But Stewart in his prime was one of the truly great front men -- powerful voice, cool presence, and he knew how to work a mic stand. While you watch the following clip, compile your own list of singers influenced by Rod the Mod. I'll wait.

The problem with having such a massive talent at the front of the stage is that; well, sometimes those folks know just how massive their talents are. There's a running gag among both musicians and fans that front men in big bands eventually develop the dreaded LSD: Lead Singer's Disease. The list of LSD symptoms is as long as it is snarky, but for our purposes only one really needs to come into play: The singer gets too big for the band.

To some extent, blaming Stewart's solo career for breaking up the band is inaccurate; after all, his first solo album was released a year prior to the Faces' debut and featured both Ronnie Wood and Ian McLagan. That album barely made a dent in the charts, but his sophomore effort, 1970's Gasoline Alley, cracked the Top 40 in the U.S. Looking back, what happened next was inevitable. 

In 1971, the Faces released two albums, three if you can't Stewart's solo effort, Every Picture Tells a Story.  Wood plays guitar throughout the album, and the entire band convenes for what has become the version of the R&B classic "(I Know) I'm Losing You."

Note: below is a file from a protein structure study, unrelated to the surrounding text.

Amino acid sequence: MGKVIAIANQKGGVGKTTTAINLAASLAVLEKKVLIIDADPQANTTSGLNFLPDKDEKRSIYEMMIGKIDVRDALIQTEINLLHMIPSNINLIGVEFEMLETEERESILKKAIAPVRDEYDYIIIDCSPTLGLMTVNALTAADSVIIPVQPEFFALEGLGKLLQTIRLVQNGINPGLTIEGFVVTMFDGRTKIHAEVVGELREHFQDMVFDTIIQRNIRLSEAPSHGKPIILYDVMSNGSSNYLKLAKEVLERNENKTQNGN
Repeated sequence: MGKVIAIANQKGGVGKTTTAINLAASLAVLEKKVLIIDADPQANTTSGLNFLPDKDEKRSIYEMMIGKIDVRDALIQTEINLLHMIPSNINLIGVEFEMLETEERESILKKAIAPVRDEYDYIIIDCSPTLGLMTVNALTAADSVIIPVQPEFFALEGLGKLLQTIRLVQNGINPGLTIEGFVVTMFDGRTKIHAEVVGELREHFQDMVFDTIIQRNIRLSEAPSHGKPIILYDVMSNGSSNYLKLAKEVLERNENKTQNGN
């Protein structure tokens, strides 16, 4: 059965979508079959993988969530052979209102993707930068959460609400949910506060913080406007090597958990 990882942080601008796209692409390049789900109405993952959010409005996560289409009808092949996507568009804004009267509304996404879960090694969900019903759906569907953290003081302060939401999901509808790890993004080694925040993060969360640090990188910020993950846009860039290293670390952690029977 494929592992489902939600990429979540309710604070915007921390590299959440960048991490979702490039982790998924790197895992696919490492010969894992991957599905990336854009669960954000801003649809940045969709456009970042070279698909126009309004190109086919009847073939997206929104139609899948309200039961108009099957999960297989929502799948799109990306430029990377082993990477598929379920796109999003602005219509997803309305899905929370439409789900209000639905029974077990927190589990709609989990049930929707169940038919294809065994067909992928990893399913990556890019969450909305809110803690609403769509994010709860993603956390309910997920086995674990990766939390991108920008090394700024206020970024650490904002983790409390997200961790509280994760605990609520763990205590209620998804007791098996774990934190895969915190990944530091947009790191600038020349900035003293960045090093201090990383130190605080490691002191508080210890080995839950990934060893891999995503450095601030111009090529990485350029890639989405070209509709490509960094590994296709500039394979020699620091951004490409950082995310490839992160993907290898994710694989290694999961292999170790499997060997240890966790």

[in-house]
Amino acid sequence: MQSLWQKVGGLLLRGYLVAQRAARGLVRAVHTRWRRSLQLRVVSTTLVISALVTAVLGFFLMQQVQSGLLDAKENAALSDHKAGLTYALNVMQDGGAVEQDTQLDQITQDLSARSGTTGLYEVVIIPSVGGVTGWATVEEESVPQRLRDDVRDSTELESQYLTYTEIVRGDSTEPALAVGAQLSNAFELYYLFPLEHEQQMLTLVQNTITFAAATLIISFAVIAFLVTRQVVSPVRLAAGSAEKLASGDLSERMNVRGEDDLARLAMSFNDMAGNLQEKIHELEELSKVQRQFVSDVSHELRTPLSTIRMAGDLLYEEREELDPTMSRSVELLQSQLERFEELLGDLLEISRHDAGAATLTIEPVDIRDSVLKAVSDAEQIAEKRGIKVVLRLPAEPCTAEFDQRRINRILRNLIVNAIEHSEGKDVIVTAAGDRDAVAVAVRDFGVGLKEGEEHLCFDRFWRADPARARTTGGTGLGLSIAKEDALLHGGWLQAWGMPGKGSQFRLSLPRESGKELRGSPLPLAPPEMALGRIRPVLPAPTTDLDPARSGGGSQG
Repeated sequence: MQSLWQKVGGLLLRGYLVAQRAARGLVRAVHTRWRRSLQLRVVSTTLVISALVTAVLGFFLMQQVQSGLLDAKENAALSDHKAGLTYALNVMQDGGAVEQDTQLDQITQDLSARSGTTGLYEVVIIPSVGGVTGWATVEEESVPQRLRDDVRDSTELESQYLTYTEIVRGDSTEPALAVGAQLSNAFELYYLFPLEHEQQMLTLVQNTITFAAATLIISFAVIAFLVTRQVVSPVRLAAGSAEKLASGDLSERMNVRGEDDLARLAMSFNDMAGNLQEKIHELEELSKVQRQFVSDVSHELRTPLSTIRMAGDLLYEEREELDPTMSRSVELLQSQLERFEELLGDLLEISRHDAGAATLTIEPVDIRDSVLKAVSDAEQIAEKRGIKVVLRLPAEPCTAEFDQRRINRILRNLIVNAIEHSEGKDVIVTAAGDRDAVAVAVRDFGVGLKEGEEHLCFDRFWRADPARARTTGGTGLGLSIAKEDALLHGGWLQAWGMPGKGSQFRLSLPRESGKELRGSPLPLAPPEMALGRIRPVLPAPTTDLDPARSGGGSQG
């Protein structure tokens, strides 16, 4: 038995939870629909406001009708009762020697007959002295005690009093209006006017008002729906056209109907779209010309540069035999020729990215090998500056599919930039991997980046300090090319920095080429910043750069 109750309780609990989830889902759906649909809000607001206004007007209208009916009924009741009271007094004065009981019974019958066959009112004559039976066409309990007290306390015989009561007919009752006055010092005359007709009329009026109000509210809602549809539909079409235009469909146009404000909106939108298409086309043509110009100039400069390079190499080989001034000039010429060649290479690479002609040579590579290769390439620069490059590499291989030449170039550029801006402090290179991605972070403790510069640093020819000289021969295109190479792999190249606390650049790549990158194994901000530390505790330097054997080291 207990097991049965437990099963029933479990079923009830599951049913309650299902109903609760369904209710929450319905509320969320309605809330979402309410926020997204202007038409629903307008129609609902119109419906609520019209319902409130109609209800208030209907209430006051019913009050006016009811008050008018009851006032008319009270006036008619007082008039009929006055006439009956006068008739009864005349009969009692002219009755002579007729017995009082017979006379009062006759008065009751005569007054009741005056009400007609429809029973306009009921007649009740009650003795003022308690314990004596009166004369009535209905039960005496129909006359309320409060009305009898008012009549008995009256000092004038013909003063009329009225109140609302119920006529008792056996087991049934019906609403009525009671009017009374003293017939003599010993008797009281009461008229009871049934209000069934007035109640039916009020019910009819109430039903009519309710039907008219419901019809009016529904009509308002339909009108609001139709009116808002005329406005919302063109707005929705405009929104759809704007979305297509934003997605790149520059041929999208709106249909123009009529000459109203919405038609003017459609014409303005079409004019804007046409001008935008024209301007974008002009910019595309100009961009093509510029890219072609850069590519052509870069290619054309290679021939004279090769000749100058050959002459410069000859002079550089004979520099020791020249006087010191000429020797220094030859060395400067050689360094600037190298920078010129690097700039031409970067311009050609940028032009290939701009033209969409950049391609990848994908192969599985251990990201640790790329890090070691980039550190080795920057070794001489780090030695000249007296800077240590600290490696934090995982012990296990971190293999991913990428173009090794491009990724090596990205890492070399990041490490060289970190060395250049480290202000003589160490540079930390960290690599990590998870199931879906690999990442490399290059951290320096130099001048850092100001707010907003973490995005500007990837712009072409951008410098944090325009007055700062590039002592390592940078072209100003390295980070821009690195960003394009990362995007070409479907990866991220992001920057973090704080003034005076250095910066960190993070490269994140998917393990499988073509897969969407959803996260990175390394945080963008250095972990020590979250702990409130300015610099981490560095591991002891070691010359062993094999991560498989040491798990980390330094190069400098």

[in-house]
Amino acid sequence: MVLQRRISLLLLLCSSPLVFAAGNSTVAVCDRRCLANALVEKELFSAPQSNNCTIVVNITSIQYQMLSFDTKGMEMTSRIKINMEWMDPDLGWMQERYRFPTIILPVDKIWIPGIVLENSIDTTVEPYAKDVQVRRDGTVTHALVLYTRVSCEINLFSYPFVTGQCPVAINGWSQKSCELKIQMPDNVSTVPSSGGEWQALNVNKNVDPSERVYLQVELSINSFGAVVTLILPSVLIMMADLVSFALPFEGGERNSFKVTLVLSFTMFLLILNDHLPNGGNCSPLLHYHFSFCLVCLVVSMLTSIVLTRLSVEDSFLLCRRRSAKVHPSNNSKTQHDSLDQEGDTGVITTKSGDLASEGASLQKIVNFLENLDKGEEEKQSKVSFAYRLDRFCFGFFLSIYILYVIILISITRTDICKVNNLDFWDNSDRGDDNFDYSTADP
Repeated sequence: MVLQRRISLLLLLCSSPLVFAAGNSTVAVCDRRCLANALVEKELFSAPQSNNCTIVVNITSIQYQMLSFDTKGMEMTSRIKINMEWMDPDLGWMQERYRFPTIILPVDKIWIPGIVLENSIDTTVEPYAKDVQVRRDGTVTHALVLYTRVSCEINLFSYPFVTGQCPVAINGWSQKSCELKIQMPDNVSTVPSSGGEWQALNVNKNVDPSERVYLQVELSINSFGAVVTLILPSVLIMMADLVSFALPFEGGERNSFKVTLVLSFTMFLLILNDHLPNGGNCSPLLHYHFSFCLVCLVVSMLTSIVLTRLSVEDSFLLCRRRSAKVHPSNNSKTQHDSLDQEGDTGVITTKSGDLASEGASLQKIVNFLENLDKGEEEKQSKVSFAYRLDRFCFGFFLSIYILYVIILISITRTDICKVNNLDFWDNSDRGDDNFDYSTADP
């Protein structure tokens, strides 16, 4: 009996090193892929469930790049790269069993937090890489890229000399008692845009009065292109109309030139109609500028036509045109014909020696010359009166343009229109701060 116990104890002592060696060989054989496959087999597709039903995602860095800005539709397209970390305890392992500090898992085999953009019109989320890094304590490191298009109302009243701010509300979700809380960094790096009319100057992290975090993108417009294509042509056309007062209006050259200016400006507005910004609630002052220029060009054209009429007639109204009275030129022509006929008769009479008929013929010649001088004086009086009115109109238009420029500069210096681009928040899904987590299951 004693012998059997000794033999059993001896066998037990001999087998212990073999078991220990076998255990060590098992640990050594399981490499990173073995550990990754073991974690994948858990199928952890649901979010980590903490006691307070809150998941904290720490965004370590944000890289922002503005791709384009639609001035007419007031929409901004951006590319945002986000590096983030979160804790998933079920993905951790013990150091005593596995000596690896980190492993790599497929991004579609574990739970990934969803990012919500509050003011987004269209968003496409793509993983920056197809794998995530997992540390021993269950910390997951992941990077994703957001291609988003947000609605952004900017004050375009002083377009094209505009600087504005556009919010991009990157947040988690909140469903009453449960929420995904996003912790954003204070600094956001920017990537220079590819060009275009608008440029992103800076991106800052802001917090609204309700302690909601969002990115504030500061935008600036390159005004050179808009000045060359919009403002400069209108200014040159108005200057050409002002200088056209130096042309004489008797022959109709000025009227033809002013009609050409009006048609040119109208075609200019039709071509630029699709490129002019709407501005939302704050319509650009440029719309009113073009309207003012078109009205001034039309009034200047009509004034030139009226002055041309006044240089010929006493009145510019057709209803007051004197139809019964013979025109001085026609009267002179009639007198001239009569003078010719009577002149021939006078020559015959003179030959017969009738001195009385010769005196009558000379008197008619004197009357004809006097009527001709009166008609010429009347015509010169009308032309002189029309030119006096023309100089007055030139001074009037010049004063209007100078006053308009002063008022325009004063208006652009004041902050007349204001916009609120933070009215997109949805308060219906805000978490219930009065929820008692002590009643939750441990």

The album was Stewart's breakthrough as a solo artist, hitting number one in all of the major English speaking markets: Australia, Canada, U.K. and U.S. Remarkably, the band hung together for another four years, though founding member Lane left after 1973's Ooh La La.

Both Stewart and Wood landed on their feet after the band's 1975 split -- the singer with his massive solo career and his trusty sideman now celebrating 40 years as the new guy in the Rolling Stones. Kenney Jones went on to replace his mod contemporary Keith Moon in the Who for the duration of the '80s.

Steve Marriott died in a fire at age 44.  He remains a singer's singer, often mentioned by your favorite front man (whoever that may be) as one of the all-time greats.

Ronnie Lane's career was cut short prematurely by multiple sclerosis, but he soldiered on with the disease for 21 years before passing in 1997.

Keyboardist Ian McLagan remained active until his death from a stroke in 2014.

Remarkably, the Faces reunited in 2009, and when Wood isn't doing duty in the Stones they play dates. Simply Red's Mick Hucknall serves as their vocalist and original Sex Pistol Glenn Matlock fills Lane's massive shoes on bass.

That's better than nothing, but what fans really want to see is the three surviving Faces -- Wood, Jones, and Stewart -- reunited. Our good friend and frequent Diffuser Radio guest Jeff Giles recently reported on Ultimate Classic Rock that Stewart's management is blocking that from happening due to money squabbles, also noting that the singer has "also spoken recently about being eager to get back into the studio to record a new solo LP."  Will Lead Singer's Disease claim another victim? Stay tuned.

One final note: If you're going to pick up one Faces make it 1971's Long Player, especially if you've ever wondered what Paul McCartney would sound like channeled through the Black Crowes.